This comes from one of my favorite newly discovered blogs: Straight Forward in a Crooked World. The name sais it all. Check them Out. -SF
One of the best weapons for getting out of a crisis isn’t necessarily a gun. A decent size vehicle, even one that may not run so fantastic has more versatility and overall practical use than a pistol…not that you can’t have both of course.
Faced with breaching a road block made from stationary vehicles a car makes a very serviceable battering ram. But like everything, there is a right way and a wrong way. Do it the right way and you not only surprise everyone, but you may also disable a few of the bad guys cars along the way. It just won’t won’t be in show room condition afterwards.
Do it wrong and you’re gonna have a bad case of whiplash from the impact and a bloody nose from the airbag for the next thirty seconds until someone rearranges your school girl beauty with a magazine full of copper.
Should the airbag deploy while you ram through the barricade your hands are going to be knocked away from the steering wheel in approximately 60-80 milliseconds after the first moment of vehicle contact. When your hands are at 10/2 or 9/3 they get knocked back and out of the way, but not into you. This allows you to quickly recover and get back on the wheel.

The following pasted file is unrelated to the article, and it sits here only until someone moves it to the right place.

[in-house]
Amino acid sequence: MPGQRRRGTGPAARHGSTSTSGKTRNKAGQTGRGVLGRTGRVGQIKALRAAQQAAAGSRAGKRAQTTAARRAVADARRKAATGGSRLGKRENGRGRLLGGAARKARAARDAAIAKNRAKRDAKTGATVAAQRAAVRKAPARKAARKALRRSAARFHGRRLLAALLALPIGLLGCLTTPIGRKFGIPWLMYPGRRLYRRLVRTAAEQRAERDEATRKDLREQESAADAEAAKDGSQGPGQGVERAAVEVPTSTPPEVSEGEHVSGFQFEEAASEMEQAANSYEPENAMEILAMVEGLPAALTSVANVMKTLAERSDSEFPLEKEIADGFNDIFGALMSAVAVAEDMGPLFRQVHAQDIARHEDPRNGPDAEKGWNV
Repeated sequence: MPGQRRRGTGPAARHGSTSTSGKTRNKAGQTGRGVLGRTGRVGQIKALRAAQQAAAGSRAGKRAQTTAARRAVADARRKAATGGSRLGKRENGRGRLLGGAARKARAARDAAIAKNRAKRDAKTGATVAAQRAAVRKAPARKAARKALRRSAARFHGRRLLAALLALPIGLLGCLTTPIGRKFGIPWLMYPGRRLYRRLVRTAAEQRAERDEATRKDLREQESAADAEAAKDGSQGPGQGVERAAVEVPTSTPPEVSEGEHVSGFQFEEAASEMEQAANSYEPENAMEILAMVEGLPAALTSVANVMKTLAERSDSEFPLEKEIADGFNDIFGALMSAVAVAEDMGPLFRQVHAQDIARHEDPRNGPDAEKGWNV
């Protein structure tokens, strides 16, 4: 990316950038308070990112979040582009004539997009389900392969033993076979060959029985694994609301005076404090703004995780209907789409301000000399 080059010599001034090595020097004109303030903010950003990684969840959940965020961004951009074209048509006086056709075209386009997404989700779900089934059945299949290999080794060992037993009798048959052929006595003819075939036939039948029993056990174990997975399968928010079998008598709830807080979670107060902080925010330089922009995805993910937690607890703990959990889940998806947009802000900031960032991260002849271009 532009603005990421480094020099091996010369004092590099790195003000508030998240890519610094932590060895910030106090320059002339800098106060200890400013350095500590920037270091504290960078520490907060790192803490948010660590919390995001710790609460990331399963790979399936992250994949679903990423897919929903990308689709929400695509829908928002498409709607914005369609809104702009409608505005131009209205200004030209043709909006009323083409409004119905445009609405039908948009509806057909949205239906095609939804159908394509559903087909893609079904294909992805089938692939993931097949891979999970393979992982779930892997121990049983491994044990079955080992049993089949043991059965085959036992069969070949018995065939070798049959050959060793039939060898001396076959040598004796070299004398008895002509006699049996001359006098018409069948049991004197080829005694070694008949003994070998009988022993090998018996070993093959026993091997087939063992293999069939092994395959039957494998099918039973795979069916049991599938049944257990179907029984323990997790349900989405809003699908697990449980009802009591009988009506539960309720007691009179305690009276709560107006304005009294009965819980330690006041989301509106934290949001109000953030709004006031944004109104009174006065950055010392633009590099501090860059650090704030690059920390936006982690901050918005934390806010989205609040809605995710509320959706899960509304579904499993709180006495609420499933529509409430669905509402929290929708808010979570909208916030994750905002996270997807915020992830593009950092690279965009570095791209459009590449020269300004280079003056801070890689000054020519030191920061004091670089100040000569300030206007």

If you hands are in the 12 O’clock position when the airbag is you’re going to break your nose, probably some fingers and maybe your face altogether. Why? Your hand is between the rapidly deploying airbag and your face. And airbags impact with some 200lbs of force, so instead of getting a face full of polyester goodness you get your own fist flying at you like Mike Tyson.
This applies on the beltway just as much as an evac out of Panama.
Your Fist+Your Face+Physics=Not good.
Ram through a barricade correctly and there is little likelihood that your airbag will actually deploy. Airbags are designed to open in frontal and near-frontal collisions that are of a severe nature. Think striking a parked car of similar size across the full front of each vehicle.